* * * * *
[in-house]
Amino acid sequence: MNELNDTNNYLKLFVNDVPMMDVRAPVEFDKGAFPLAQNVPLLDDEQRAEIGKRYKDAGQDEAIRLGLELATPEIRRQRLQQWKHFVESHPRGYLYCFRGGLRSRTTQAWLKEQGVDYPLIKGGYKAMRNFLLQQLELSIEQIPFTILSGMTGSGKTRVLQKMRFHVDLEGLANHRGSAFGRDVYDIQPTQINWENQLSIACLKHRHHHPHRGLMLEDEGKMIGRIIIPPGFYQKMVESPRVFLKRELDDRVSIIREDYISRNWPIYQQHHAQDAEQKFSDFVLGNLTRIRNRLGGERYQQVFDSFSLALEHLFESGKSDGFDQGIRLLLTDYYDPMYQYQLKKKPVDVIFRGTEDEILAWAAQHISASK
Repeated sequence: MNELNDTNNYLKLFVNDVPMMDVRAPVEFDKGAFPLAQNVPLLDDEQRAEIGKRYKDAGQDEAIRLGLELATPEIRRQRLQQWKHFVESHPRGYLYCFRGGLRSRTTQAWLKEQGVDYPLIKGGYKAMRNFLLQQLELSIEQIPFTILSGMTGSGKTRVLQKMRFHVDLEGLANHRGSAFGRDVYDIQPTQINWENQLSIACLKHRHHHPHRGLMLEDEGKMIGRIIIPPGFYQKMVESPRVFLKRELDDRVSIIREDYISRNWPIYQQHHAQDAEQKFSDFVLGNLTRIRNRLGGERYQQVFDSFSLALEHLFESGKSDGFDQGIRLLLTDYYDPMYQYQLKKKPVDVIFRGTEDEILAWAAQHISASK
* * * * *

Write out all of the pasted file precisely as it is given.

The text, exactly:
[in-house]
Amino acid sequence: MNELNDTNNYLKLFVNDVPMMDVRAPVEFDKGAFPLAQNVPLLDDEQRAEIGKRYKDAGQDEAIRLGLELATPEIRRQRLQQWKHFVESHPRGYLYCFRGGLRSRTTQAWLKEQGVDYPLIKGGYKAMRNFLLQQLELSIEQIPFTILSGMTGSGKTRVLQKMRFHVDLEGLANHRGSAFGRDVYDIQPTQINWENQLSIACLKHRHHHPHRGLMLEDEGKMIGRIIIPPGFYQKMVESPRVFLKRELDDRVSIIREDYISRNWPIYQQHHAQDAEQKFSDFVLGNLTRIRNRLGGERYQQVFDSFSLALEHLFESGKSDGFDQGIRLLLTDYYDPMYQYQLKKKPVDVIFRGTEDEILAWAAQHISASK
Repeated sequence: MNELNDTNNYLKLFVNDVPMMDVRAPVEFDKGAFPLAQNVPLLDDEQRAEIGKRYKDAGQDEAIRLGLELATPEIRRQRLQQWKHFVESHPRGYLYCFRGGLRSRTTQAWLKEQGVDYPLIKGGYKAMRNFLLQQLELSIEQIPFTILSGMTGSGKTRVLQKMRFHVDLEGLANHRGSAFGRDVYDIQPTQINWENQLSIACLKHRHHHPHRGLMLEDEGKMIGRIIIPPGFYQKMVESPRVFLKRELDDRVSIIREDYISRNWPIYQQHHAQDAEQKFSDFVLGNLTRIRNRLGGERYQQVFDSFSLALEHLFESGKSDGFDQGIRLLLTDYYDPMYQYQLKKKPVDVIFRGTEDEILAWAAQHISASK